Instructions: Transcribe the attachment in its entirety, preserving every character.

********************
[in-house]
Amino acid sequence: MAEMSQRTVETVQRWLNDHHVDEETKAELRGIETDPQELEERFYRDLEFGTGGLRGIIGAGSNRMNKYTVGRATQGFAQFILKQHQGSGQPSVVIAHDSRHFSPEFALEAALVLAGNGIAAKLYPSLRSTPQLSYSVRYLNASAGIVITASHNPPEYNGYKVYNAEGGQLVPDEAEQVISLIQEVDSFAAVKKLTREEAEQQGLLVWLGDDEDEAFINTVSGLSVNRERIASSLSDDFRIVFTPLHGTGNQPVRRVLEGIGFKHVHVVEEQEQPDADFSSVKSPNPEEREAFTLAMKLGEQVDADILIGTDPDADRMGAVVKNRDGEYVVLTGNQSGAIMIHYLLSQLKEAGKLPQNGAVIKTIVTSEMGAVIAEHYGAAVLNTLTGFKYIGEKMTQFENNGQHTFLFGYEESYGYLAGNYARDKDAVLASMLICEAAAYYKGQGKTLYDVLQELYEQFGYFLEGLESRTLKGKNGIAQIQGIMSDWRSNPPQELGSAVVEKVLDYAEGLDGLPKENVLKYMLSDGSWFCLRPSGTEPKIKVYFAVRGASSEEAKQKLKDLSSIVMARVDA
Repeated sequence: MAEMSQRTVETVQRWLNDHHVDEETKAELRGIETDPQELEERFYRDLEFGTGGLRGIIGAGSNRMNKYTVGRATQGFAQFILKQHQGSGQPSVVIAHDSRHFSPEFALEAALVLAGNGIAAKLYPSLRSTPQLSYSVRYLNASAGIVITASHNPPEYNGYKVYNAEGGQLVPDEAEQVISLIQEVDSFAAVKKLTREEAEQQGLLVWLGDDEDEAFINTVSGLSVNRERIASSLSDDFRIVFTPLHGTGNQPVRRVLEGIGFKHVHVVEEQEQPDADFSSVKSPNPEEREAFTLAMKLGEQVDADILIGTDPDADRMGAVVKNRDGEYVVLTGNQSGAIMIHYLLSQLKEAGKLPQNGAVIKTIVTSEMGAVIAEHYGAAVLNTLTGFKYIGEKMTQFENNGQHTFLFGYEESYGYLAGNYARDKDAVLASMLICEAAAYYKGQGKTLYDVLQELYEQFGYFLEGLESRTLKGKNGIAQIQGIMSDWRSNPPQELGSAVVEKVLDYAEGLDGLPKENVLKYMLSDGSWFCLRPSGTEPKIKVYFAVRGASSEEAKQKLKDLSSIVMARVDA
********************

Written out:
[in-house]
Amino acid sequence: MAEMSQRTVETVQRWLNDHHVDEETKAELRGIETDPQELEERFYRDLEFGTGGLRGIIGAGSNRMNKYTVGRATQGFAQFILKQHQGSGQPSVVIAHDSRHFSPEFALEAALVLAGNGIAAKLYPSLRSTPQLSYSVRYLNASAGIVITASHNPPEYNGYKVYNAEGGQLVPDEAEQVISLIQEVDSFAAVKKLTREEAEQQGLLVWLGDDEDEAFINTVSGLSVNRERIASSLSDDFRIVFTPLHGTGNQPVRRVLEGIGFKHVHVVEEQEQPDADFSSVKSPNPEEREAFTLAMKLGEQVDADILIGTDPDADRMGAVVKNRDGEYVVLTGNQSGAIMIHYLLSQLKEAGKLPQNGAVIKTIVTSEMGAVIAEHYGAAVLNTLTGFKYIGEKMTQFENNGQHTFLFGYEESYGYLAGNYARDKDAVLASMLICEAAAYYKGQGKTLYDVLQELYEQFGYFLEGLESRTLKGKNGIAQIQGIMSDWRSNPPQELGSAVVEKVLDYAEGLDGLPKENVLKYMLSDGSWFCLRPSGTEPKIKVYFAVRGASSEEAKQKLKDLSSIVMARVDA
Repeated sequence: MAEMSQRTVETVQRWLNDHHVDEETKAELRGIETDPQELEERFYRDLEFGTGGLRGIIGAGSNRMNKYTVGRATQGFAQFILKQHQGSGQPSVVIAHDSRHFSPEFALEAALVLAGNGIAAKLYPSLRSTPQLSYSVRYLNASAGIVITASHNPPEYNGYKVYNAEGGQLVPDEAEQVISLIQEVDSFAAVKKLTREEAEQQGLLVWLGDDEDEAFINTVSGLSVNRERIASSLSDDFRIVFTPLHGTGNQPVRRVLEGIGFKHVHVVEEQEQPDADFSSVKSPNPEEREAFTLAMKLGEQVDADILIGTDPDADRMGAVVKNRDGEYVVLTGNQSGAIMIHYLLSQLKEAGKLPQNGAVIKTIVTSEMGAVIAEHYGAAVLNTLTGFKYIGEKMTQFENNGQHTFLFGYEESYGYLAGNYARDKDAVLASMLICEAAAYYKGQGKTLYDVLQELYEQFGYFLEGLESRTLKGKNGIAQIQGIMSDWRSNPPQELGSAVVEKVLDYAEGLDGLPKENVLKYMLSDGSWFCLRPSGTEPKIKVYFAVRGASSEEAKQKLKDLSSIVMARVDA